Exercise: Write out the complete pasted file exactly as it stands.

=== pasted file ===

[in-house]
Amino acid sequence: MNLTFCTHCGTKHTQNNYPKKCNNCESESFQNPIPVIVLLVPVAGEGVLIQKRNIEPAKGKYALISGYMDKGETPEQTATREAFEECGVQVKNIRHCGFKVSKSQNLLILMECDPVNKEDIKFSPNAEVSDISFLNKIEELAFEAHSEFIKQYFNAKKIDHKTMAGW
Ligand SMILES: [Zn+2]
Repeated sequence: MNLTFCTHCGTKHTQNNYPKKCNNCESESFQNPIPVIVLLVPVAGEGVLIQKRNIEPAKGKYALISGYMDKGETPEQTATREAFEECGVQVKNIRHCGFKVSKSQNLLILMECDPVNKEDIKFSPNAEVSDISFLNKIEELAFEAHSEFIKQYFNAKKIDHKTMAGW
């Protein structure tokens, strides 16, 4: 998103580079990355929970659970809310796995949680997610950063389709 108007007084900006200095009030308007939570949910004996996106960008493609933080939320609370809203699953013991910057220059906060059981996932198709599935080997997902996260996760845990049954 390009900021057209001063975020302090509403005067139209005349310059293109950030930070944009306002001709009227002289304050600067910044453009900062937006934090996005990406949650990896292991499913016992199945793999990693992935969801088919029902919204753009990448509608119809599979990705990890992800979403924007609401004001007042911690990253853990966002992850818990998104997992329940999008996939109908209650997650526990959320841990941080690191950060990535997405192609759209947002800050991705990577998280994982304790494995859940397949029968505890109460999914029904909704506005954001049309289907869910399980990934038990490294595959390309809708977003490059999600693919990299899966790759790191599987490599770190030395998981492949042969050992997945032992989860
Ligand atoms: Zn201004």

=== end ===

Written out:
[in-house]
Amino acid sequence: MNLTFCTHCGTKHTQNNYPKKCNNCESESFQNPIPVIVLLVPVAGEGVLIQKRNIEPAKGKYALISGYMDKGETPEQTATREAFEECGVQVKNIRHCGFKVSKSQNLLILMECDPVNKEDIKFSPNAEVSDISFLNKIEELAFEAHSEFIKQYFNAKKIDHKTMAGW
Ligand SMILES: [Zn+2]
Repeated sequence: MNLTFCTHCGTKHTQNNYPKKCNNCESESFQNPIPVIVLLVPVAGEGVLIQKRNIEPAKGKYALISGYMDKGETPEQTATREAFEECGVQVKNIRHCGFKVSKSQNLLILMECDPVNKEDIKFSPNAEVSDISFLNKIEELAFEAHSEFIKQYFNAKKIDHKTMAGW
């Protein structure tokens, strides 16, 4: 998103580079990355929970659970809310796995949680997610950063389709 108007007084900006200095009030308007939570949910004996996106960008493609933080939320609370809203699953013991910057220059906060059981996932198709599935080997997902996260996760845990049954 390009900021057209001063975020302090509403005067139209005349310059293109950030930070944009306002001709009227002289304050600067910044453009900062937006934090996005990406949650990896292991499913016992199945793999990693992935969801088919029902919204753009990448509608119809599979990705990890992800979403924007609401004001007042911690990253853990966002992850818990998104997992329940999008996939109908209650997650526990959320841990941080690191950060990535997405192609759209947002800050991705990577998280994982304790494995859940397949029968505890109460999914029904909704506005954001049309289907869910399980990934038990490294595959390309809708977003490059999600693919990299899966790759790191599987490599770190030395998981492949042969050992997945032992989860
Ligand atoms: Zn201004």